▪ 1999       Austrian rock singer and songwriter who was the number one national pop star and achieved international fame in the 1980s with the hits "Der Kommissar" and ...
—falconine /fawl"keuh nuyn', -nin, fal"-, faw"keuh-/, adj. —falconoid, adj. /fawl"keuhn, fal"-, faw"keuhn/, n. 1. any of several birds of prey of the family Falconidae, esp. ...
/fawl"keuhn jen"tl, fal"-, faw"keuhn-/, n. 1. the female peregrine falcon. 2. any female falcon. [1350-1400; trans. of F faucon gentil; r. ME gentil fauco(u)n, facon jent, ...
/fawl"keuh neuhr, fal"-, faw"keuh-/, n. 1. a person who hunts with falcons or follows the sport of hawking. 2. a person who trains hawks for hunting. [1350-1400; ME falkenar ( < ...
Falconer of Thoroton, Lord
▪ 2004       On June 12, 2003, Lord Falconer of Thoroton, a longtime friend and political ally of British Prime Minister Tony Blair, took on what was likely to be the ...
Falconer, Martha Platt
▪ American social worker née  Martha Platt  born March 17, 1862, Delaware, Ohio, U.S. died Nov. 26, 1941, East Aurora, N.Y.       American social worker who helped ...
/fawl"keuh net', fal"-, faw"keuh-/, n. any of several small Asian falcons, esp. of the genus Microhierax. [1850-55; FALCON + -ET] * * *
Falconet, Étienne-Maurice
born Dec. 1, 1716, Paris, Fr. died Jan. 24, 1791, Paris French sculptor. After being apprenticed to a carpenter, he studied sculpture in Paris. He developed an intimate style ...
Falconetto, Giovanni Maria
▪ Italian painter and architect also called  Gian Maria Falconetto   born 1468, Verona [Italy] died c. 1535, Padua       Italian painter and architect. His father, ...
/fawl koh"neuh fawrm', fal-, faw koh"-, fawl"keuh neuh-, fal"-, faw"keuh-/, adj. of, pertaining to, or belonging to the order Falconiformes, comprising the vultures, hawks, ...
/fawl"keuhn ree, fal"-, faw"keuhn-/, n. 1. the sport of hunting with falcons, hawks, eagles, etc.; hawking. 2. the art of training hawks to hunt. [1565-75; FALCON + -RY, modeled ...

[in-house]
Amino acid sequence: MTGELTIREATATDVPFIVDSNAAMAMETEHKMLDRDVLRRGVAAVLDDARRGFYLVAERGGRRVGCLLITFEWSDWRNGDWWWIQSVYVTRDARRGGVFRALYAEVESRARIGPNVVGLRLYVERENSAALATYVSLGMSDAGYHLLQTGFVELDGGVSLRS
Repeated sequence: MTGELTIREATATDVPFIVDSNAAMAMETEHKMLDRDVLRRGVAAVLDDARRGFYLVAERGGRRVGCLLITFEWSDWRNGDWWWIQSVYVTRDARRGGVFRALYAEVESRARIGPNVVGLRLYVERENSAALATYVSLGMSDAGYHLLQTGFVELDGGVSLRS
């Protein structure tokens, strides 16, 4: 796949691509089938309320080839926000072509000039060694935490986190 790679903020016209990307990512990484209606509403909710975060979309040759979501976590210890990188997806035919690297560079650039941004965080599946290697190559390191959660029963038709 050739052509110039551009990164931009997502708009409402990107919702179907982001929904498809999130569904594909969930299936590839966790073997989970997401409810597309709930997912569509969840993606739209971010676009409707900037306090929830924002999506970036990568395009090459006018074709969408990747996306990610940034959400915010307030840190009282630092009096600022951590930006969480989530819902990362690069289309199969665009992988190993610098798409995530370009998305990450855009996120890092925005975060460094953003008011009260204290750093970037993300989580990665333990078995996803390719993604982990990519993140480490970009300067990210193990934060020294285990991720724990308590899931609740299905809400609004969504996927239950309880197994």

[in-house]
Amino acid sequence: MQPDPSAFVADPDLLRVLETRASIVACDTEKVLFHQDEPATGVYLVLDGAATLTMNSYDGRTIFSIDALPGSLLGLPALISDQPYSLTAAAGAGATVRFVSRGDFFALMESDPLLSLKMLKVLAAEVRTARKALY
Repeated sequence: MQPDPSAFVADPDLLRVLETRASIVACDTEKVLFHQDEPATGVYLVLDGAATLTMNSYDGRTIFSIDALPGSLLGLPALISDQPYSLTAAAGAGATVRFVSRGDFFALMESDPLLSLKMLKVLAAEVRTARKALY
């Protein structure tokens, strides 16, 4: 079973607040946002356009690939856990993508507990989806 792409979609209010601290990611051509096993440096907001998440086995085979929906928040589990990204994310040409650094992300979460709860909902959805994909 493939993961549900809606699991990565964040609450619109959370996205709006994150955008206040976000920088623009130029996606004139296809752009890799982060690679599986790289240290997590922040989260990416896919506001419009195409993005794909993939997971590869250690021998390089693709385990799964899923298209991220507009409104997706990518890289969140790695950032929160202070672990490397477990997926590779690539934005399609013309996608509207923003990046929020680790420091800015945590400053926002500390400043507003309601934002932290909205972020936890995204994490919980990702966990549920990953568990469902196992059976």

/fol"deuh/, n. a white silk vestment extending from the waist to the ground, worn over the cassock by the pope on solemn occasions. [ < It < Gmc; see FOLD1] * * *
/fal"deuh ral'/, n. 1. mere nonsense; foolish talk or ideas. 2. a trifle; gimcrack; gew-gaw. Also, falderol /fal"deuh rol'/, folderol. [1695-1705; orig. as a nonsense refrain in ...
(1957– ) an English golfer. In the early 1990s he was one of the most successful golfers in the world, winning many major competitions including the British Open three times ...
Faldo, Nick
born July 18, 1957, Welwyn Garden City, Hertfordshire, Eng. British golfer. Faldo turned professional in 1976 and played the first of 11 successive Ryder Cup matches in 1977. ...
/fawld"stoohl'/, n. 1. a chair or seat, originally one capable of being folded, used by a bishop or other prelate when officiating in his own church away from his throne or in a ...
Falémé River
▪ river, Africa       river in western Africa, rising in the uplands of northern Guinea, east of the Fouta Djallon massif, and flowing roughly north-northeast to enter ...
/feuh lerr"nee euhn/, adj. (esp. of a wine celebrated by Horace) of, coming from, or made in a district of Campania, Italy. [1720-30; < L (ager) Falern(us) Falernian (field) + ...
▪ people       a people who inhabit the rocky plateaus ringed by the northernmost peaks of the Adamawa mountains of northern Cameroon. “Fali” is from a Fulani (Peul) ...
Falier, Marin
▪ doge of Venice Italian  Marino Faliero   born 1274 died April 17, 1355, Venice  leading official in Venice and doge from 1354 to 1355, who was executed for having led a ...
It. /fah lye"rddee/, n. Maríno It. /mah rddee"naw/, 1278?-1355, Venetian army commander: doge of Venice 1354-55. Also, Faliero It. /fah lye"rddaw/. * * *
/feuh lis"keuhn/, n., pl. Faliscans, (esp. collectively) Faliscan for 1. 1. a member of an ancient people who inhabited southern Etruria. 2. the Italic language spoken by this ...
Faliscan language
      an Italic language closely related to Latin and more distantly related to Oscan (Oscan language) and Umbrian (Umbrian language) languages (qq.v.). Faliscan was ...
▪ people also called  Faliscans        ancient people of southern Etruria in Italy who, though Latin in nationality, were culturally closer to the Etruscans. The ...
Falk Is
Falk Is abbrev. Falkland Islands * * *
Falk, Adalbert
▪ Prussian official born Aug. 10, 1827, Metschkau, Prussia died July 7, 1900, Hamm, Ger.       Prussian bureaucrat who as state minister of ecclesiastical affairs in ...
Falk, Leon
▪ 2000 “Lee”        American comic-strip writer who created the Mandrake the Magician (1934) and The Phantom (1936) strips and wrote them until a short time before ...
Falkberget, Johan Petter
▪ Norwegian novelist pseudonym of  Johan Petter Lillebakken  born September 30, 1879, near Røros, Norway died April 5, 1967, Tyvol, near Røros       regional ...
Falke, Gustav